Scope and Training Guidance For Exempt Retail Processors of Acidified Foods Pursuant to Public Act 10-103

The following information is provided as guidance only.  It is the responsibility of the processor to make sure that product meets the full requirements under the applicable State or Federal law and to educate themselves on public health requirements as they pertain to food


It is the understanding of the Department of Consumer Protection that the exemption specified under the act is limited to direct retail sales at the point of production for fruits and vegetables produced on a residential farm. Wholesale operations, e.g., through third party sales including country stores or production in residences not on a residential farm are not subject to this exemption.

If you wish to engage in wholesale operations please contact this office by phone at 860-713-6160 or email at for specific State and Federal regulatory requirements.

Naturally acid foods and acidified foods

There can be significant risks associated with canned foods, with naturally acid foods being considerably safer than acidified foods.  Naturally acid foods are those foods that have a pH less than 4.6 and usually considerably lower, berries for example have a pH in the 3 to 3.4 range. 

It is recommended that standardized recipes be utilized for naturally acid foods; more information can be obtained at the USDA’s The National Center for Home Food Preservation.*

*NOTE: It is our understanding that this Center may no longer be actively funded. Some aspects of the webpage therefore may no longer be operational or updated on a regular basis.

Acidified canned foods can present significantly more dangers.  Canners are cautioned to know and understand the risks related to such processes.  More information on acidified food processes and risks can be obtained from FDA document – “Draft Guidance for Industry: Acidified Foods.”

Training requirements

The Act states that training must comply with the following:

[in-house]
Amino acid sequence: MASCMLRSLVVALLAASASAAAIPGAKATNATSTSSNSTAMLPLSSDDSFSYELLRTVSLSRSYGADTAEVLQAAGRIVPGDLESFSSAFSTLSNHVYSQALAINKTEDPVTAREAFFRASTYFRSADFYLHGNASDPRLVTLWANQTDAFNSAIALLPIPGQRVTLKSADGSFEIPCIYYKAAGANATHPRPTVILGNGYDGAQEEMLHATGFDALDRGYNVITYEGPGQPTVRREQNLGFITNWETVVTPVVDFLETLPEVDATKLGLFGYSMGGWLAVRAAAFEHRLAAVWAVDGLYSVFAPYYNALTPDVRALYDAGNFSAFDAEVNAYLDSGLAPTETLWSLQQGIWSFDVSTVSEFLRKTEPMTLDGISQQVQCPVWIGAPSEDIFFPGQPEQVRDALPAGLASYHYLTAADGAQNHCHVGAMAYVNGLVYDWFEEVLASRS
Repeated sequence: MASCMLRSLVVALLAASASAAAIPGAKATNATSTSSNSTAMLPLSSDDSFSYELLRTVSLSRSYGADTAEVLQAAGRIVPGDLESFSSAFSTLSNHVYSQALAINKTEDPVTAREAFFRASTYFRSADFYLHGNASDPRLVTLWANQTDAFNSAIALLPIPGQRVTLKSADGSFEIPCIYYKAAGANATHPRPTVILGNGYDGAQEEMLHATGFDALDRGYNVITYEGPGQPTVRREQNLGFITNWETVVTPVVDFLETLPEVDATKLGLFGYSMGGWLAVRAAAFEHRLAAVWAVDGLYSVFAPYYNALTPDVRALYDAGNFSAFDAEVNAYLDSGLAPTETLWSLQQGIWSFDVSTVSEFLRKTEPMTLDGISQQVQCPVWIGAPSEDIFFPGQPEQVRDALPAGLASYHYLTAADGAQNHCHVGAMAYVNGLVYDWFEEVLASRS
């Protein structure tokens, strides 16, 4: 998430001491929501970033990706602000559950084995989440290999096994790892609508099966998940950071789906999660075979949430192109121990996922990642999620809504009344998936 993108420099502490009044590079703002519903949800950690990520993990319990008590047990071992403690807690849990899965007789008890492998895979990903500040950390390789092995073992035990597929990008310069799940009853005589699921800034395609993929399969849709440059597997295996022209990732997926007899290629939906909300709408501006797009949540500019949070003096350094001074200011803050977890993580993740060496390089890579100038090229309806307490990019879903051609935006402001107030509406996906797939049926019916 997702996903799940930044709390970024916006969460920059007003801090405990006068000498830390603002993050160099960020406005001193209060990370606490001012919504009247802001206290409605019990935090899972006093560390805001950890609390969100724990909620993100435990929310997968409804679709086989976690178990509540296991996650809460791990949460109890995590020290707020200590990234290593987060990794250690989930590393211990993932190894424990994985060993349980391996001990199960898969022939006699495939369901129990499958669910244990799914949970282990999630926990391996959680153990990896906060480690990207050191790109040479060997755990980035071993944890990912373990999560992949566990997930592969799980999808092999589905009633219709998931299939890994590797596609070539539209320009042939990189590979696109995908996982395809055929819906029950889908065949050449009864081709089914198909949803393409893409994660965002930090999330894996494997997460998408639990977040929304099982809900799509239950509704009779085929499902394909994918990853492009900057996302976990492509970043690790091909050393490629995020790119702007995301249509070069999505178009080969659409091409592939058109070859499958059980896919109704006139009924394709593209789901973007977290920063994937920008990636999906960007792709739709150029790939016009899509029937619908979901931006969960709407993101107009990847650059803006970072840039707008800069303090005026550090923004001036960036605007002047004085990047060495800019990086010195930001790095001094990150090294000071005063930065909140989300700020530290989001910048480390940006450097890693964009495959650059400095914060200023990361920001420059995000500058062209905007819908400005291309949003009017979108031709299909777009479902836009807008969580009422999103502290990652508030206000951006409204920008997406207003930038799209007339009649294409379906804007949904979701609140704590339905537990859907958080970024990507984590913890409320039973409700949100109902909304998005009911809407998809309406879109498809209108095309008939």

(b) Notwithstanding the provisions of sections 21a-91 to 21a-120, inclusive, and section 19-13-B40 of the regulations of Connecticut state agencies, the preparation and sale of acidified food products, jams, jellies or preserves on a residential farm shall be allowed in a room used as living quarters and exempt from inspection by any state or local agency, provided such acidified food products, jams, jellies or preserves are prepared with fruit or vegetables grown on such farm and in the case of acidified foods, provided (1) the water supply of such residential farm comes from a public water supply system or, if from a private well, is tested and tests negative for coliform bacteria, (2) a pH test of such foods is performed by a laboratory after completion of the recipe for such product, (3) use of the kitchen where such foods are prepared is restricted from non-processing individuals, pets, children or any other potential contaminants during such preparation, and (4) the preparer of such foods (A) possesses documentation of such preparer's successful completion of an examination concerning safe food handling techniques administered by an organization approved by the Department of Public Health for qualified food operators, or possesses documentation indicating successful completion of an approved course concerning safe food processing techniques administered by an organization approved by the Department of Consumer Protection, and (B) such documentation is made available to the local health department or the Department of Consumer Protection upon request. If the local health department or the Department of Public Health has reason to believe that a private well used pursuant to subdivision (1) of this subsection may be contaminated with coliform bacteria, such department may require such private well to be retested for the presence of coliform bacteria. Each container of acidified food products, jam, jelly or preserves offered for sale on such farm shall have on its label, in ten-point type: "Not prepared in a government inspected kitchen".

Acceptable training according to the Public Act must either be as a qualified food operator or an acceptable alternative by DCP.  The DCP acceptable alternative based in part on the limited availability of suitable in-state courses for processors, training should be from a recognized Better Process Control School (BPCS).  A list of BPCSs courses recognized by the Grocery Manufacturers Association is located at its website

Qualified Food Operator Training (Department of Public Health).

Packaging and labeling requirements and resources